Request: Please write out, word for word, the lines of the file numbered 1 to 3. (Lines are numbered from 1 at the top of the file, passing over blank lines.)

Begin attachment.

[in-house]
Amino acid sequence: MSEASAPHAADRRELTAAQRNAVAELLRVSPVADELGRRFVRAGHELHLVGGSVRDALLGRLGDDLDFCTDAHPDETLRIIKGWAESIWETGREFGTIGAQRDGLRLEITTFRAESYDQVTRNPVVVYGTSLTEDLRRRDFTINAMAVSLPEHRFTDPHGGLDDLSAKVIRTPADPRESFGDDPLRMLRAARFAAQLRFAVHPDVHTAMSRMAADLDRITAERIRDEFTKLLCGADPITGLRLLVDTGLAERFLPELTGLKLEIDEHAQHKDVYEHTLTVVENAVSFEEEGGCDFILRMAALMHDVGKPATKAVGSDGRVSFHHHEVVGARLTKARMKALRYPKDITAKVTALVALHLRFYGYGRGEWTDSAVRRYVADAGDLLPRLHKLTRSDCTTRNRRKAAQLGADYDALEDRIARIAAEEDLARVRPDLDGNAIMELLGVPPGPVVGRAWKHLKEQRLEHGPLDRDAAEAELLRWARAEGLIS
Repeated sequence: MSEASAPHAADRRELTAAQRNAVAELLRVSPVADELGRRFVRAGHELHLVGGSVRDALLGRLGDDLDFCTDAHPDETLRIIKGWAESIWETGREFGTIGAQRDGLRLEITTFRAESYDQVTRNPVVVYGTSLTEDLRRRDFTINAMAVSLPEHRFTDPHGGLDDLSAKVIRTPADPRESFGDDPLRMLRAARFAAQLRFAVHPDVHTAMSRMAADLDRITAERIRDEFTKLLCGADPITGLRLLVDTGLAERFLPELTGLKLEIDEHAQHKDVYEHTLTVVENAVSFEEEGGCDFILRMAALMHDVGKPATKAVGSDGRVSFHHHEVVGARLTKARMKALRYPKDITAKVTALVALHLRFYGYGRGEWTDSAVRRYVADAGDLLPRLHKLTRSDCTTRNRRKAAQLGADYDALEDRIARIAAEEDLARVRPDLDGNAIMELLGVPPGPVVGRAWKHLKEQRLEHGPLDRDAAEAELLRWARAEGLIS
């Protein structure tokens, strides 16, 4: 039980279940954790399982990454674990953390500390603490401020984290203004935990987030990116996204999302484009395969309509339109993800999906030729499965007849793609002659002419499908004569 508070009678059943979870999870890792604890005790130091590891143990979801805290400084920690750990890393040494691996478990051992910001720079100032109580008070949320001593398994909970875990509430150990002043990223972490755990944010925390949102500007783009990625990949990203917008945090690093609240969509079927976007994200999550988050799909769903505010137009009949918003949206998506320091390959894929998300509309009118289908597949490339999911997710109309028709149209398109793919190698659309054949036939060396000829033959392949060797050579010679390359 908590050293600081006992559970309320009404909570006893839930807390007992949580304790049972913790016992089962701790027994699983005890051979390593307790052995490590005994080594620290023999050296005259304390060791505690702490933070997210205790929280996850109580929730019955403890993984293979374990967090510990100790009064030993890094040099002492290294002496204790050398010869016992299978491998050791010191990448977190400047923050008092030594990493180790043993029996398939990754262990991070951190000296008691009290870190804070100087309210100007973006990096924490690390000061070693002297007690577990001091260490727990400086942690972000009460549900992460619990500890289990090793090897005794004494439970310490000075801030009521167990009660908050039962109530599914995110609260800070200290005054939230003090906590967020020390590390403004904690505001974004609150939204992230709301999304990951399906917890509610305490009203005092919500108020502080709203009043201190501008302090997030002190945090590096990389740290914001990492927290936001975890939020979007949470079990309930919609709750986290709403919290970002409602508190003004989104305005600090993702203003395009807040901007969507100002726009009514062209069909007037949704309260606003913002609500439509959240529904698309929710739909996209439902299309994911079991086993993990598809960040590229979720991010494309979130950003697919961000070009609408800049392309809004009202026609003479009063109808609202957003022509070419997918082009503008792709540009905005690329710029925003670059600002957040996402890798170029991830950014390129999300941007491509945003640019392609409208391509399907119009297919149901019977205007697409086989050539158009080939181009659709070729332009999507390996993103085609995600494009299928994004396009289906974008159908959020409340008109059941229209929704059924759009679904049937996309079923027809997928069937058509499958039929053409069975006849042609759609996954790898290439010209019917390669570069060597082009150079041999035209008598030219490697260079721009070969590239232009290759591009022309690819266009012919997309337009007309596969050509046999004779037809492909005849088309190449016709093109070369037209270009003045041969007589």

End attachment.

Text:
[in-house]
Amino acid sequence: MSEASAPHAADRRELTAAQRNAVAELLRVSPVADELGRRFVRAGHELHLVGGSVRDALLGRLGDDLDFCTDAHPDETLRIIKGWAESIWETGREFGTIGAQRDGLRLEITTFRAESYDQVTRNPVVVYGTSLTEDLRRRDFTINAMAVSLPEHRFTDPHGGLDDLSAKVIRTPADPRESFGDDPLRMLRAARFAAQLRFAVHPDVHTAMSRMAADLDRITAERIRDEFTKLLCGADPITGLRLLVDTGLAERFLPELTGLKLEIDEHAQHKDVYEHTLTVVENAVSFEEEGGCDFILRMAALMHDVGKPATKAVGSDGRVSFHHHEVVGARLTKARMKALRYPKDITAKVTALVALHLRFYGYGRGEWTDSAVRRYVADAGDLLPRLHKLTRSDCTTRNRRKAAQLGADYDALEDRIARIAAEEDLARVRPDLDGNAIMELLGVPPGPVVGRAWKHLKEQRLEHGPLDRDAAEAELLRWARAEGLIS
Repeated sequence: MSEASAPHAADRRELTAAQRNAVAELLRVSPVADELGRRFVRAGHELHLVGGSVRDALLGRLGDDLDFCTDAHPDETLRIIKGWAESIWETGREFGTIGAQRDGLRLEITTFRAESYDQVTRNPVVVYGTSLTEDLRRRDFTINAMAVSLPEHRFTDPHGGLDDLSAKVIRTPADPRESFGDDPLRMLRAARFAAQLRFAVHPDVHTAMSRMAADLDRITAERIRDEFTKLLCGADPITGLRLLVDTGLAERFLPELTGLKLEIDEHAQHKDVYEHTLTVVENAVSFEEEGGCDFILRMAALMHDVGKPATKAVGSDGRVSFHHHEVVGARLTKARMKALRYPKDITAKVTALVALHLRFYGYGRGEWTDSAVRRYVADAGDLLPRLHKLTRSDCTTRNRRKAAQLGADYDALEDRIARIAAEEDLARVRPDLDGNAIMELLGVPPGPVVGRAWKHLKEQRLEHGPLDRDAAEAELLRWARAEGLIS